(I've "inherited" this certbot-setup so Im pretty new to all of this still)
Then could you perhaps share the contents of the renewal configuration file
I would consider automating the whole process.
@Osiris - yes, you are correct:
root@certbot:/# cat /etc/letsencrypt/renewal/mydomain.com-0001.conf
version = 1.22.0
archive_dir = /etc/letsencrypt/archive/mydomain.com-0001
cert = /etc/letsencrypt/live/mydomain.com-0001/cert.pem
privkey = /etc/letsencrypt/live/mydomain.com-0001/privkey.pem
chain = /etc/letsencrypt/live/mydomain.com/chain.pem
fullchain = /etc/letsencrypt/live/mydomain.com-0001/fullchain.pem
account = 672exxxxxxxxxxxxxxxxxxxxxxxxxxx
authenticator = standalone
server = https://acme-v02.api.letsencrypt.org/directory
allow_subset_of_names = True
As for what this mean though, I am afraid I do not have enough knowledge....
@rg305 - ah, yes - I see what you mean and I would very much prefer this. The challenge however for us is that the certificate that is generated around every 90 days is "inserted" manually into a firewall for which we have no way to automate unfortunately.
It means any failing hostname, for whatever the reason, will be removed from the certificate on renewal. So if there's some kind of temporary hick-up when validating a hostname, important hostnames could be removed and the site could be without a functioning certificate.
Thanks again @Osiris for your time and help.
Ok, just to make sure I dont misunderstand; as long as we have "allow_subset_of_names" set to "True" all domains that fails for any reason will be removed from the certificate when we run a renew.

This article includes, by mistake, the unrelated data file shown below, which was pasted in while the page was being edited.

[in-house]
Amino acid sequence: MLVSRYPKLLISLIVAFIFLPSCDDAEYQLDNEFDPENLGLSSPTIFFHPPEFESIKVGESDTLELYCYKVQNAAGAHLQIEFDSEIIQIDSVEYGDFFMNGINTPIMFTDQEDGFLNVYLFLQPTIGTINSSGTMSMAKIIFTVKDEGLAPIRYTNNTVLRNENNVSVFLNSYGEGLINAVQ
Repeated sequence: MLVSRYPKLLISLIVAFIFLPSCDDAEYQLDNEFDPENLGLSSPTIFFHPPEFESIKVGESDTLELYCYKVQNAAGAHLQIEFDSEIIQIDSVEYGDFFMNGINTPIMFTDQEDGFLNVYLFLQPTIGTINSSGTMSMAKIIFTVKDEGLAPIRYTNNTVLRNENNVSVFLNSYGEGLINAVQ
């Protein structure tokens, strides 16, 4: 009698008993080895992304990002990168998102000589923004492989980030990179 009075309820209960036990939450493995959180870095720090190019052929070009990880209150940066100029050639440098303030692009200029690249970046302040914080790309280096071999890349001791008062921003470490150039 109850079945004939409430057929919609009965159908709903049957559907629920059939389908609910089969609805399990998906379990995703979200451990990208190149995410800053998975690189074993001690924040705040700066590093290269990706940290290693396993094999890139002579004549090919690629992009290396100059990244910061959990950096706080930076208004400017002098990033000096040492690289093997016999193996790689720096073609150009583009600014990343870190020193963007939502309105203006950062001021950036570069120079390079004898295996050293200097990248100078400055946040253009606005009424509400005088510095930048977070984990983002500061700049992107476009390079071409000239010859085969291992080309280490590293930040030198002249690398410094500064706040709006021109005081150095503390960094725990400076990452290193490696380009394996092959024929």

This is unproblematic as long as the only failing domains are domains I want removed.
If a domain I want to stay inside the certificate also fails (for any reason) it will also be removed and will render services for this domain unusable.
If so .... if a domain gets removed that I didnt want removed; is it hard to add it again when the "hick-ups" are gone?
(I understand best-practise probably is to set "allow_subset_of_names" to "False" and reissue the certificate without the hostnames I want to remove)
Correct. Any failing hostname will be removed from the certificate on renewal.
--dry-run of course lets you detect most of those things though, although production and staging aren't 100 % equal.
You'd need to re-run the initial certbot command again with all options and hostnames. Certbot doesn't have a function to add a single hostname to an already existing certificate. Just like it doesn't have a feature to remove one. A shame if you'd ask me, but it was decided against it, "because
--cert-name was implemented, so it wasn't necessary any longer" or something like that.
Personally, I would remove the option from the renewal configuration file, but I'd use it manually on the command line as an option. First I'd use
--dry-run to check if everything else works, then I would try to renew it without the
--allow-subset-of-names option, so every non-failing hostname would get validated. That way those validations would be cached as valid and as long as they are cached (30 days at the moment), they can't fail. (Note that a valid validation using
--dry-run is not enough, as that run would be on the staging environment.) After running
certbot renew without the
--allow-subset-of-names option and be certain only hostnames I want removed from the cert are failing, I'd repeat the
certbot renew command but now with
--allow-subset-of-names. Et voila, a renewed certificate.
Perhaps that would make it add the
allow_subset_of_names option to the renewal configuration file again, so you'd have to remove that from the config file again.
Thanks again @Osiris !
Hmm...this was done by a former colleague. Is there a way to "dig it up"/"reconstruct" now so long after?
The renewal configuration file would give you the most information (used authenticator and installer [if applicable]). The hostnames can be found using the
certbot certificates command.
This intrigues me...
Can you give any more details on this?